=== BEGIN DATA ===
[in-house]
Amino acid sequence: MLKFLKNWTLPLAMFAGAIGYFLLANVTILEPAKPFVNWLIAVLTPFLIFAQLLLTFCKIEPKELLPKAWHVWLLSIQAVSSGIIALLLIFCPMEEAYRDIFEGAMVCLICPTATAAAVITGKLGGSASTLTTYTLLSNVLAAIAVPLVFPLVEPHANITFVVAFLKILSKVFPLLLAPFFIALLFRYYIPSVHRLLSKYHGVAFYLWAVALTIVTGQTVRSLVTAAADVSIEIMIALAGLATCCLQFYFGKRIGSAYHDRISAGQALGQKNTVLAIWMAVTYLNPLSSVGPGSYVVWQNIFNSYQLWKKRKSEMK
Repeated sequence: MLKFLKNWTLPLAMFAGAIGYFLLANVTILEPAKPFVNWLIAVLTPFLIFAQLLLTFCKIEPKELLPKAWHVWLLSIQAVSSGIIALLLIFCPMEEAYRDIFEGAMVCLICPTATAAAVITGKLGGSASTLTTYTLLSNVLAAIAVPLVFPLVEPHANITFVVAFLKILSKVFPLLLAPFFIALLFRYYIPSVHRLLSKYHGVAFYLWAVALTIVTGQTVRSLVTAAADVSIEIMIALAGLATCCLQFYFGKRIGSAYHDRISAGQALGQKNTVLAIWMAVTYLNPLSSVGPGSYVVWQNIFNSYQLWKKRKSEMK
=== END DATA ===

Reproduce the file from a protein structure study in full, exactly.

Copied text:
[in-house]
Amino acid sequence: MLKFLKNWTLPLAMFAGAIGYFLLANVTILEPAKPFVNWLIAVLTPFLIFAQLLLTFCKIEPKELLPKAWHVWLLSIQAVSSGIIALLLIFCPMEEAYRDIFEGAMVCLICPTATAAAVITGKLGGSASTLTTYTLLSNVLAAIAVPLVFPLVEPHANITFVVAFLKILSKVFPLLLAPFFIALLFRYYIPSVHRLLSKYHGVAFYLWAVALTIVTGQTVRSLVTAAADVSIEIMIALAGLATCCLQFYFGKRIGSAYHDRISAGQALGQKNTVLAIWMAVTYLNPLSSVGPGSYVVWQNIFNSYQLWKKRKSEMK
Repeated sequence: MLKFLKNWTLPLAMFAGAIGYFLLANVTILEPAKPFVNWLIAVLTPFLIFAQLLLTFCKIEPKELLPKAWHVWLLSIQAVSSGIIALLLIFCPMEEAYRDIFEGAMVCLICPTATAAAVITGKLGGSASTLTTYTLLSNVLAAIAVPLVFPLVEPHANITFVVAFLKILSKVFPLLLAPFFIALLFRYYIPSVHRLLSKYHGVAFYLWAVALTIVTGQTVRSLVTAAADVSIEIMIALAGLATCCLQFYFGKRIGSAYHDRISAGQALGQKNTVLAIWMAVTYLNPLSSVGPGSYVVWQNIFNSYQLWKKRKSEMK